Manuscript copy letter [in Charles Wesley's hand] from Bath, Somerset, to [Rev. Benjamin] Latrobe, describing the proceedin&s of the [Bristol] Conference. The 'old preachers' and their supporters were resolved on separation writing from the Anglican Church, although undecided as to whether to be presbyterian or independent. Charles succeeded in bringing many of them 'over to the Church'. John Wesley was persuaded by the Conference to ordain a preacher for Yorkshire but no further. [John] Atlay argued that by 'preserving 500 in the Ch … we shd lose 50,000', thereby proving that ordination is separation. The Wesley brothers and the preachers were however finally unanimous for continuing as before.
Charles expects that after the deaths of his brother and himself, the preachers of the 'dissenting sectarian spirit' will fragment into many small sects. He recalls an old baptist minister telling him forty years ago, that he considered the Methodist Society to be a 'seminary for dissenters'. It has always been Charles's great desire to avert such a split.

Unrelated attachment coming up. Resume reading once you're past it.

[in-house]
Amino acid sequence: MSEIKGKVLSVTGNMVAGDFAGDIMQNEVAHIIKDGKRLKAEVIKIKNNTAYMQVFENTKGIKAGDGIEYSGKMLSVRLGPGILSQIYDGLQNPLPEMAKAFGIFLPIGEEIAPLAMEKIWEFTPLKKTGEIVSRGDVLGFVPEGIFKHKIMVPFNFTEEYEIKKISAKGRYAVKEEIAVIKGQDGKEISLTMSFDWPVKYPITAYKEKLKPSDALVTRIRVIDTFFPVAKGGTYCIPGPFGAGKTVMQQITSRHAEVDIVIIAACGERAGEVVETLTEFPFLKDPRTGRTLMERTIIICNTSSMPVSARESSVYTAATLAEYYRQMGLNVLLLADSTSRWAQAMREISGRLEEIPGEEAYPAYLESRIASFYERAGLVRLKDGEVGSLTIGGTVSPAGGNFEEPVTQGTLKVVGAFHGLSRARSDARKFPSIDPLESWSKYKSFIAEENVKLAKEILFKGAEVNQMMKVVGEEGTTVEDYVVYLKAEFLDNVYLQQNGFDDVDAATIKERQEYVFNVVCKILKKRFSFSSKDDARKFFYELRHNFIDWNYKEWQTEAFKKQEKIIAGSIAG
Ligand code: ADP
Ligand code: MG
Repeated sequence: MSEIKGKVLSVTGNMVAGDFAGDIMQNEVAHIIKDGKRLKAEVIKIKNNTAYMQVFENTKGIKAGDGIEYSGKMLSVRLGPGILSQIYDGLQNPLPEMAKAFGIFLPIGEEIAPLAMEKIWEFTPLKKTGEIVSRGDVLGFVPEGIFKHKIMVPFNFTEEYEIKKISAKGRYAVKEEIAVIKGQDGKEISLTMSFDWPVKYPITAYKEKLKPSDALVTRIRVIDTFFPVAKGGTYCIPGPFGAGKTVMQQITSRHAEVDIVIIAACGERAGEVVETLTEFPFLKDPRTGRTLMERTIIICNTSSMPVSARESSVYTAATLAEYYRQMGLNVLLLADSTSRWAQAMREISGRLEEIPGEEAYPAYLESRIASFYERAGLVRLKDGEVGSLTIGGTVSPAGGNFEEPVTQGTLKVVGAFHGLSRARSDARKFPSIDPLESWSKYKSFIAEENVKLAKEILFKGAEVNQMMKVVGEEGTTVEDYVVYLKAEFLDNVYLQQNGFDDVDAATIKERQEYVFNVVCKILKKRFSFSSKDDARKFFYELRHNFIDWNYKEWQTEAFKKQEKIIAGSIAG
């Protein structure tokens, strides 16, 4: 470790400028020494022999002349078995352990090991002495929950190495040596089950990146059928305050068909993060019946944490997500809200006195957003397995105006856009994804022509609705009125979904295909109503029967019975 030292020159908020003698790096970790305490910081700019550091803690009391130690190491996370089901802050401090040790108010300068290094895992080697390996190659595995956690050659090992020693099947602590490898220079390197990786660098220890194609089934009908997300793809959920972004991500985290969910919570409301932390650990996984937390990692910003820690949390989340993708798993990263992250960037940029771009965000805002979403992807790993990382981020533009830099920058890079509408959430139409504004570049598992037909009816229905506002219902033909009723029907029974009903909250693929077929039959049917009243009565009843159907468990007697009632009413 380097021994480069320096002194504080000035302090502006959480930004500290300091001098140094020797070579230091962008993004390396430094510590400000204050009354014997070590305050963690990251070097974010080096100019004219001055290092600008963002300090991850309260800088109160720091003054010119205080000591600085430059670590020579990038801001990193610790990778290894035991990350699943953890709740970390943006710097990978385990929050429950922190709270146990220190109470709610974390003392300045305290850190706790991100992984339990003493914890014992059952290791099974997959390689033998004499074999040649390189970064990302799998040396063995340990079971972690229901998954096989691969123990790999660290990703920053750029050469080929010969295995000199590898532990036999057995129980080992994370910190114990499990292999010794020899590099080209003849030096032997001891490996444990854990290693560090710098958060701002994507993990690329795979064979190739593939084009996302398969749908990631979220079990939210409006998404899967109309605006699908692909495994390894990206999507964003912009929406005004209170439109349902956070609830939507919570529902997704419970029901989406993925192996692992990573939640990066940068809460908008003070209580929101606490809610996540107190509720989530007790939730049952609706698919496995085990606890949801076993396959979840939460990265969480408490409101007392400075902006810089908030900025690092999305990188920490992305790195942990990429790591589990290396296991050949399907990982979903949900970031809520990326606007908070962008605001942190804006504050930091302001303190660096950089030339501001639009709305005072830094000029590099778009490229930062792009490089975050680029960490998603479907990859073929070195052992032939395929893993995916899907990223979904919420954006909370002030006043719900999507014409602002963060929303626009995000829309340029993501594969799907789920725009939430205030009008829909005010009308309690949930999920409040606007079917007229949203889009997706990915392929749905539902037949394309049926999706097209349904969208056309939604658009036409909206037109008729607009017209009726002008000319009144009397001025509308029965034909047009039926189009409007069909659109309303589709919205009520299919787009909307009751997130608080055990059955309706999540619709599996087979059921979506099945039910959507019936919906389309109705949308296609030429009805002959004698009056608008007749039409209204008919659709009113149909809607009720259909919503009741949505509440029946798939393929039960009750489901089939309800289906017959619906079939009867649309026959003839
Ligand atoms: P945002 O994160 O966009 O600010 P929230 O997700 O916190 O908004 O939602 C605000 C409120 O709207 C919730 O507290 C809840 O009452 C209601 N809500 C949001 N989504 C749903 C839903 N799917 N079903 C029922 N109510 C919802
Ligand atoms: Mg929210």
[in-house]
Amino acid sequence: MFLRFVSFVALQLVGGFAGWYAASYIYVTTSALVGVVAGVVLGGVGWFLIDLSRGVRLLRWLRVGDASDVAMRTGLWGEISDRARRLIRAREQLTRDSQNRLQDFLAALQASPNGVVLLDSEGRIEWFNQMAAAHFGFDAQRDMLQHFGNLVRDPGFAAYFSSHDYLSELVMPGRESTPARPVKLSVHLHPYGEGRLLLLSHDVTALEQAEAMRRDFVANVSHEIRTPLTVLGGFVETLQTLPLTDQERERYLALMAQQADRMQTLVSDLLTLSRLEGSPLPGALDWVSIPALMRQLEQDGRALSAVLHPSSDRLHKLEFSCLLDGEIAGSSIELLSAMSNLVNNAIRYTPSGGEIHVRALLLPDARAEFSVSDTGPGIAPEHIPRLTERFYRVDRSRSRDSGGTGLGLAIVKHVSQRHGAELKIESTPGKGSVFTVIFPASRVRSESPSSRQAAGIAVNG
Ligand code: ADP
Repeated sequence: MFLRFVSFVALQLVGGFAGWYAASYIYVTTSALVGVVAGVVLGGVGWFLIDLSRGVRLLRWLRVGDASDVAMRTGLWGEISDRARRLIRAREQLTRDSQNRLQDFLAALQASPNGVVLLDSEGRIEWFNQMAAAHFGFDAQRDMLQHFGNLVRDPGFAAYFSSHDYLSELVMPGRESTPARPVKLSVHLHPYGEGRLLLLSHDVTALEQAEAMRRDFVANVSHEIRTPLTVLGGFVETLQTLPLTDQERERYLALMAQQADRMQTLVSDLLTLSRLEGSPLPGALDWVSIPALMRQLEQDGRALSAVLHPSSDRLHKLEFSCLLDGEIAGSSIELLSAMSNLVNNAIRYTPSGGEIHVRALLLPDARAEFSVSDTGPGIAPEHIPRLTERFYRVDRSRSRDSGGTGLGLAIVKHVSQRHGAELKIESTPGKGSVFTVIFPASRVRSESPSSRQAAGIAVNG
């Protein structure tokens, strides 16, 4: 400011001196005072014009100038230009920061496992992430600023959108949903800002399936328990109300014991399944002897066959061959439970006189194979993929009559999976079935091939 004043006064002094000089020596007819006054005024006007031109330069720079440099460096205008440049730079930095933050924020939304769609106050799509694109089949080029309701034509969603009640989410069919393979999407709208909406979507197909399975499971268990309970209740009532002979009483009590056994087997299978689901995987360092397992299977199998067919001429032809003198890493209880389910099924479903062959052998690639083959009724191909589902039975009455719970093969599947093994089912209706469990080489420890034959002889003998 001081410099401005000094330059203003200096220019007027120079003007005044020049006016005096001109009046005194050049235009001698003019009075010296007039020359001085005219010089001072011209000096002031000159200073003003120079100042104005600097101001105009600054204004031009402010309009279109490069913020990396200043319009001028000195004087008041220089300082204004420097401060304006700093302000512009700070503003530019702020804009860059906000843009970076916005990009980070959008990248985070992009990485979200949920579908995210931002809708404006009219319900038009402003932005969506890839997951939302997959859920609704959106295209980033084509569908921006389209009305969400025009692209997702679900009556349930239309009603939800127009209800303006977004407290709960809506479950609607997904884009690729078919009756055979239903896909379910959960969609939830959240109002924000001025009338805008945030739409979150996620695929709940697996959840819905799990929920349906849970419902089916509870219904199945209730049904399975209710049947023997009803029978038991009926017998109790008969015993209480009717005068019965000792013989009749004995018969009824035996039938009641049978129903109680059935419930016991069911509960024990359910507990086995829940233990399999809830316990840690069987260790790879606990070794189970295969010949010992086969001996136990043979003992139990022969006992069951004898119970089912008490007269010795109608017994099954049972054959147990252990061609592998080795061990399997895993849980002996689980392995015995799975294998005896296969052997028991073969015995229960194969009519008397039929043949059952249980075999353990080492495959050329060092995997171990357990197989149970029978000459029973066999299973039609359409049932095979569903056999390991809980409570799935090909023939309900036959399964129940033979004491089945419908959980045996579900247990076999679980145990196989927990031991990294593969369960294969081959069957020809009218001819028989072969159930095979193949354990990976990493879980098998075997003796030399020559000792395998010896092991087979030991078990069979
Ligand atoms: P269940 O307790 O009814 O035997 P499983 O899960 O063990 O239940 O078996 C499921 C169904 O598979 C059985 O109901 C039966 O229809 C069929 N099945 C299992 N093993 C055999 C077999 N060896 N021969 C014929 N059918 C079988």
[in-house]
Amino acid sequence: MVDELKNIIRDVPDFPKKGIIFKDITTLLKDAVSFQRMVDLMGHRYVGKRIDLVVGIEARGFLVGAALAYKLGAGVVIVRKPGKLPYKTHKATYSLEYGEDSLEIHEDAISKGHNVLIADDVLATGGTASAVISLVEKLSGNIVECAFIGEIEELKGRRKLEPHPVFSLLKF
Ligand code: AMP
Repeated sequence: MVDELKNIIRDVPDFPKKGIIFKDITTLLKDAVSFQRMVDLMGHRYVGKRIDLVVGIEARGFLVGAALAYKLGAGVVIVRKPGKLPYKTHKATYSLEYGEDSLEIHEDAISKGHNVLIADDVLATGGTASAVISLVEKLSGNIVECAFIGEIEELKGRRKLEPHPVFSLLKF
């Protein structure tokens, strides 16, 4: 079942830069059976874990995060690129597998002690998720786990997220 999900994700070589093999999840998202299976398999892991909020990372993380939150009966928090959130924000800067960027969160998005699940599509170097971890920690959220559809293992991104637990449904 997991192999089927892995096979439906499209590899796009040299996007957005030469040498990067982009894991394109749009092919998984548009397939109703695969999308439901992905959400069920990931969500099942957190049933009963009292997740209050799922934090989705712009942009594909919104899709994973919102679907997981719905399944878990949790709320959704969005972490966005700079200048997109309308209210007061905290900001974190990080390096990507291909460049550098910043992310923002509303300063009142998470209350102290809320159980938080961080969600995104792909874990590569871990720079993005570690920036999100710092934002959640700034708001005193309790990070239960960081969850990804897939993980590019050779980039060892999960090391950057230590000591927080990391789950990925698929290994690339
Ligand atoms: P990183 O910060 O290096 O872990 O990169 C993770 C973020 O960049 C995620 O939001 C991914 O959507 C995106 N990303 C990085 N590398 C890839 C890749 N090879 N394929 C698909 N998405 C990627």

The bishops may yet retain the greatest part of the society within the Anglican Church, 'to leaven the lump', as Archbishop Potter once put it to Charles, but the will to do so appears lacking.
The friendly relationship between Latrobe's Moravians and the Methodists may be another means of preserving the union. Both Wesleys are favourably inclined towards such a 'correspondence', and when John returns to London he would be interested in meeting Latrobe.
The Doctor [Thomas Coke] is returning to his diocese [United States], which is a good thing.
A schism within the Church of England is the great evil, which Charles has combatted for fifty years. If he lives to see the threat averted, and the Moravians united with the Anglicans, he can die happy.